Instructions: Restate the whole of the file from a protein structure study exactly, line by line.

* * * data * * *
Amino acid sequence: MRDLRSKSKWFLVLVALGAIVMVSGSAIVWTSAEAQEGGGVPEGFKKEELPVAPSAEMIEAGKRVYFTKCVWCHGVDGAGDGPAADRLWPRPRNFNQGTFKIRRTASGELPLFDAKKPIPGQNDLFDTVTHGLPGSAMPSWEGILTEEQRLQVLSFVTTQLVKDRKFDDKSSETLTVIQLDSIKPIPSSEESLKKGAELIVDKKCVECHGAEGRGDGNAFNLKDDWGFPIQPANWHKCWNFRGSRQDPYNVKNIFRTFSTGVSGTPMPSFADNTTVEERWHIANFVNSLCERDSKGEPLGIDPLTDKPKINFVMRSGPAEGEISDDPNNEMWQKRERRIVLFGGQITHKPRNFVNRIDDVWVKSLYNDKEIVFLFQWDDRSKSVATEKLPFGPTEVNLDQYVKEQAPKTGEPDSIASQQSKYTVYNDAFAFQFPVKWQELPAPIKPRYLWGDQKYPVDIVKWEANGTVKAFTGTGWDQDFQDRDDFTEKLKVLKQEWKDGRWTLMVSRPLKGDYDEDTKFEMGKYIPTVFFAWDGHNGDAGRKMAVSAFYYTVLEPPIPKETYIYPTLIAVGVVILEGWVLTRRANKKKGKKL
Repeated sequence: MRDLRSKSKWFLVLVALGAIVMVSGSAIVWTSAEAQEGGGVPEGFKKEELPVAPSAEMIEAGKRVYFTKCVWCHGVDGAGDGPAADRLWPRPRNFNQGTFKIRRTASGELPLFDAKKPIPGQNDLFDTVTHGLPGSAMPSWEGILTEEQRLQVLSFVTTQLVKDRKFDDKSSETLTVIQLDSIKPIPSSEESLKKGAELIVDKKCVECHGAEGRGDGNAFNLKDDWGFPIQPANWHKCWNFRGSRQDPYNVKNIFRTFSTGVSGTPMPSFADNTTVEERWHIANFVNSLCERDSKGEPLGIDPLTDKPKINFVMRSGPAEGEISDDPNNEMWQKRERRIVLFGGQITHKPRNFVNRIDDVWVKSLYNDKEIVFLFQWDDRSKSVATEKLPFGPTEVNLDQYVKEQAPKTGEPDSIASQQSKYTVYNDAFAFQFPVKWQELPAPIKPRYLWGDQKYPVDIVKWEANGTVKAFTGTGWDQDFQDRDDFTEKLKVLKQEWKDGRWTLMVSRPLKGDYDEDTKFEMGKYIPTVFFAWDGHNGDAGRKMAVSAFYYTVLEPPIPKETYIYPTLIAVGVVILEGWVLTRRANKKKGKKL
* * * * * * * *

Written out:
Amino acid sequence: MRDLRSKSKWFLVLVALGAIVMVSGSAIVWTSAEAQEGGGVPEGFKKEELPVAPSAEMIEAGKRVYFTKCVWCHGVDGAGDGPAADRLWPRPRNFNQGTFKIRRTASGELPLFDAKKPIPGQNDLFDTVTHGLPGSAMPSWEGILTEEQRLQVLSFVTTQLVKDRKFDDKSSETLTVIQLDSIKPIPSSEESLKKGAELIVDKKCVECHGAEGRGDGNAFNLKDDWGFPIQPANWHKCWNFRGSRQDPYNVKNIFRTFSTGVSGTPMPSFADNTTVEERWHIANFVNSLCERDSKGEPLGIDPLTDKPKINFVMRSGPAEGEISDDPNNEMWQKRERRIVLFGGQITHKPRNFVNRIDDVWVKSLYNDKEIVFLFQWDDRSKSVATEKLPFGPTEVNLDQYVKEQAPKTGEPDSIASQQSKYTVYNDAFAFQFPVKWQELPAPIKPRYLWGDQKYPVDIVKWEANGTVKAFTGTGWDQDFQDRDDFTEKLKVLKQEWKDGRWTLMVSRPLKGDYDEDTKFEMGKYIPTVFFAWDGHNGDAGRKMAVSAFYYTVLEPPIPKETYIYPTLIAVGVVILEGWVLTRRANKKKGKKL
Repeated sequence: MRDLRSKSKWFLVLVALGAIVMVSGSAIVWTSAEAQEGGGVPEGFKKEELPVAPSAEMIEAGKRVYFTKCVWCHGVDGAGDGPAADRLWPRPRNFNQGTFKIRRTASGELPLFDAKKPIPGQNDLFDTVTHGLPGSAMPSWEGILTEEQRLQVLSFVTTQLVKDRKFDDKSSETLTVIQLDSIKPIPSSEESLKKGAELIVDKKCVECHGAEGRGDGNAFNLKDDWGFPIQPANWHKCWNFRGSRQDPYNVKNIFRTFSTGVSGTPMPSFADNTTVEERWHIANFVNSLCERDSKGEPLGIDPLTDKPKINFVMRSGPAEGEISDDPNNEMWQKRERRIVLFGGQITHKPRNFVNRIDDVWVKSLYNDKEIVFLFQWDDRSKSVATEKLPFGPTEVNLDQYVKEQAPKTGEPDSIASQQSKYTVYNDAFAFQFPVKWQELPAPIKPRYLWGDQKYPVDIVKWEANGTVKAFTGTGWDQDFQDRDDFTEKLKVLKQEWKDGRWTLMVSRPLKGDYDEDTKFEMGKYIPTVFFAWDGHNGDAGRKMAVSAFYYTVLEPPIPKETYIYPTLIAVGVVILEGWVLTRRANKKKGKKL